Portuguese wine and spirits. Because, I love me some wine and spirits!
Wine is a deep subject. There is no end to it once you start to study it. American wines are probably the most straightforward, but that doesn’t mean they are easy by any means. Then there are French wines, Italian, German and Austrian, and Portuguese, to name a few. Each one is a study in itself and, the approachability descends with each country listed!
I have been a student of wine and spirits for over ten years, and the learning curve continues to challenge me. So, in an attempt to educate myself and hopefully shed some light on the subject, I am going to write here about Portuguese wines and the derivatives thereof. It would be a waste not to strive for expertise in the subject when I have the supreme good fortune to be living in Portugal! So, here goes! Bring on the Vinhos Portugueses!(See previous post, Got Wine?)
Portuguese wine is a world unto itself. The geography of the country makes it more isolated than most. It is easier for Portugal to keep to itself more than many countries since its only neighbors are Spain to the east and the Atlantic Ocean to the west.
As a result of its relative isolation, the wines of Portugal have traditionally stayed mostly at home. Port wine is the one exception. Britain and Portugal have had a close relationship for centuries and Port wine is one of the reasons. The British have been port lovers since the 1700s and this unique fortified wine comes from the Douro wine region in northern Portugal. The Douro was the first demarcated wine region in the world. The Marquis de Pombal made it so in 1756. He knew a good thing when he saw it, and real port wine can only come from Portugal. And while Port wine is one of the country’s many claims to fame, the table wines are the unsung heroes of the wine show in Portugal.
Portugal has over 250 different indigenous grape varieties. It is second only to Italy is this respect. (Italy has over 1,000 different native grape varieties!) Any self-respecting wine drinker knows the big names in Italian grapes. (Nebbiolo, Sangiovese…anyone? Anyone?) Portuguese wine grapes? Not so much.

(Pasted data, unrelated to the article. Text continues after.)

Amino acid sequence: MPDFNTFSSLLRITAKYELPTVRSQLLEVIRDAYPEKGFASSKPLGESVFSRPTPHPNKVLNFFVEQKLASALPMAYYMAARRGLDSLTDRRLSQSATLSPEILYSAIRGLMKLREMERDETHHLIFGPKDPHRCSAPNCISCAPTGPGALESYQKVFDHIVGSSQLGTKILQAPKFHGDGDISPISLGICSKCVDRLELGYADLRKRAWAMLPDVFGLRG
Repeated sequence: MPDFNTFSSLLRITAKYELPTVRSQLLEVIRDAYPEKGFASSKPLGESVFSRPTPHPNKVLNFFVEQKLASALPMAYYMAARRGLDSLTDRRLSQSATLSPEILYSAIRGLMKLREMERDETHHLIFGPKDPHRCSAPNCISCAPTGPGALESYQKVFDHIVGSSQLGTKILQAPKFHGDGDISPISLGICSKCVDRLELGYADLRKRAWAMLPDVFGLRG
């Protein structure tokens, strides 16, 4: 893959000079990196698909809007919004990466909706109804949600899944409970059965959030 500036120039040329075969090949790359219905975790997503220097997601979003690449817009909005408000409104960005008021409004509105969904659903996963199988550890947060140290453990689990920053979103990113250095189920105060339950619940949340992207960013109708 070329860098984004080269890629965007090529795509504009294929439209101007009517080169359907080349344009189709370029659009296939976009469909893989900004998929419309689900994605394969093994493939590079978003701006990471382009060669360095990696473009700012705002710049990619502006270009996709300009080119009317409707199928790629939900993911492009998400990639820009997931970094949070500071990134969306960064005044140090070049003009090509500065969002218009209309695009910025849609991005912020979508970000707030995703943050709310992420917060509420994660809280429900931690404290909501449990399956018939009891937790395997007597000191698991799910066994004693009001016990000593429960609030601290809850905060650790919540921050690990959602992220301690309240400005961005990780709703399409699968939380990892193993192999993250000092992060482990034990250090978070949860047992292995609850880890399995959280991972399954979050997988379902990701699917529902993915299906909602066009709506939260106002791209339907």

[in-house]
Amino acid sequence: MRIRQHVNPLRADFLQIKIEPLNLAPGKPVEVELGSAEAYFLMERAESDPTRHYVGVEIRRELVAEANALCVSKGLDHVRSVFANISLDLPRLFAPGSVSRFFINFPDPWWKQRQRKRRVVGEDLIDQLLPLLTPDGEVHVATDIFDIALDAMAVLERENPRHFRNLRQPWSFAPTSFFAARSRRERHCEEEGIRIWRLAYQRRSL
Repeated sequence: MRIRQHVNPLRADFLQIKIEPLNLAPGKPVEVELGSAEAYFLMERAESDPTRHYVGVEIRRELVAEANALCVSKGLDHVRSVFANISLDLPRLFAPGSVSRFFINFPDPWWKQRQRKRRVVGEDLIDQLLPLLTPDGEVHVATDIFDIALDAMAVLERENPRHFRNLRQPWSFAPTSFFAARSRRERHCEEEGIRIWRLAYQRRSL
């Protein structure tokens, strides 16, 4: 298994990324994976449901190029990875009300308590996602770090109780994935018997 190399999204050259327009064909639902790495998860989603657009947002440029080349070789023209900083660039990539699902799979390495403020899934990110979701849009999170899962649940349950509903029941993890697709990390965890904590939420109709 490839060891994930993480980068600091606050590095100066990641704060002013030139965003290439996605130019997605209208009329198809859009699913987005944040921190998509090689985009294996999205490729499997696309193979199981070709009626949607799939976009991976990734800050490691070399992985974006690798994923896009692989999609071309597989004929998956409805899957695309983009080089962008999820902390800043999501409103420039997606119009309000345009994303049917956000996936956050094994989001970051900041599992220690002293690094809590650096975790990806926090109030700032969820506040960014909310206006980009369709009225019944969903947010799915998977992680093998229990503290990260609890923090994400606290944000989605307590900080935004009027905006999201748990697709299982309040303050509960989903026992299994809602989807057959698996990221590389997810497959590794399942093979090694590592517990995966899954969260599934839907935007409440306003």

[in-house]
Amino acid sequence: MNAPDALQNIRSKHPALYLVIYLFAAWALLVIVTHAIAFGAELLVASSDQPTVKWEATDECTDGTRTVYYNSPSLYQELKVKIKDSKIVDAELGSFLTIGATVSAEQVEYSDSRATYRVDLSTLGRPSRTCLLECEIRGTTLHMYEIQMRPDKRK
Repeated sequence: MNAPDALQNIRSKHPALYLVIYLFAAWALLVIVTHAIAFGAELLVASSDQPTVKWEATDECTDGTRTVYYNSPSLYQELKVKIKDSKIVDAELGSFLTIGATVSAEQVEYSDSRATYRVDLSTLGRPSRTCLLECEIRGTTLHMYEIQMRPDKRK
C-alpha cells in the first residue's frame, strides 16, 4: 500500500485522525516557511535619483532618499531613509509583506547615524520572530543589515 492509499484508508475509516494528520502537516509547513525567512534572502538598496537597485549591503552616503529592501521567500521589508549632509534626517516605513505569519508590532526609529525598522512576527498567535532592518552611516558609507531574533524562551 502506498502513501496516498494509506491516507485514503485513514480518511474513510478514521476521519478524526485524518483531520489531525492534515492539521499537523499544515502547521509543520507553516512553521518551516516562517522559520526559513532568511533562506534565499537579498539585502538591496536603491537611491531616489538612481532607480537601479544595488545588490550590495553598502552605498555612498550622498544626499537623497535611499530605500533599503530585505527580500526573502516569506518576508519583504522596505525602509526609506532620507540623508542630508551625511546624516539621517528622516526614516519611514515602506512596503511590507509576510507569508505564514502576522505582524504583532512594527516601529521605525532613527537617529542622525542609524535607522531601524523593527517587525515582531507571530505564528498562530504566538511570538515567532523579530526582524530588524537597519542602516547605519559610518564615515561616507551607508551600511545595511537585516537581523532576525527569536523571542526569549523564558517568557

Here’s a hint, for reds, Touriga Franca, Touriga Nacional, and, Tinto Roriz (aka Tempranillo in Spain) are big names. For whites, Alvarinho (same as Spanish Albarino, just spelled differently), Arinto, and, Antao Vaz.
Traditionally both the red and white table wines have been blends of various grapes. Single varietal wines are becoming more common as winemakers find the best grapes to vinify on their own. Touriga Nacional is the star of the red grapes, while Alvarinho is the leading white grape.
Here’s the thing, they are all so good! (To quote from the movie Bottle Shock.)
When we first arrived on the Iberian Peninsula, we were excited to try the local wines. So, the fact that 98% of the wines in the stores are local mattered not. A year later we are still trying all local vinhos and loving them all! Even better, the Portuguese wines cost a fraction of what we were paying for wines in the states. It is fun and exciting to try so many great wines that aren’t available outside the country. All of the drink in Portugal is deserving of a much bigger place on the world stage. Now that we live here, we will continue to enjoy them and look for opportunities to spread the word about them abroad. Viva Portugal!
We are heading into week number 4 of lockdown here in Portugal and, I have to say that it hasn’t been too bad. The lines to get into the stores have been minimal. There has not been a shortage of much of anything so far. I am happy to report that there is plenty of TP, food, and drink. It is a far cry from the pandemonium we are hearing coming from our friends in Italy, Spain, and the US. We wish you all well! So sorry that you are the victims of so much trumpery! (Yup, it’s a word. Go ahead, look it up!)
Kudos to the Portuguese government for handling the crisis so well thus far. Thanks to the quick official response and cooperation of the people, it looks like the virus will be contained here sooner rather than later. We hope so. In any case, it is being taken a lot more seriously than in a lot of countries.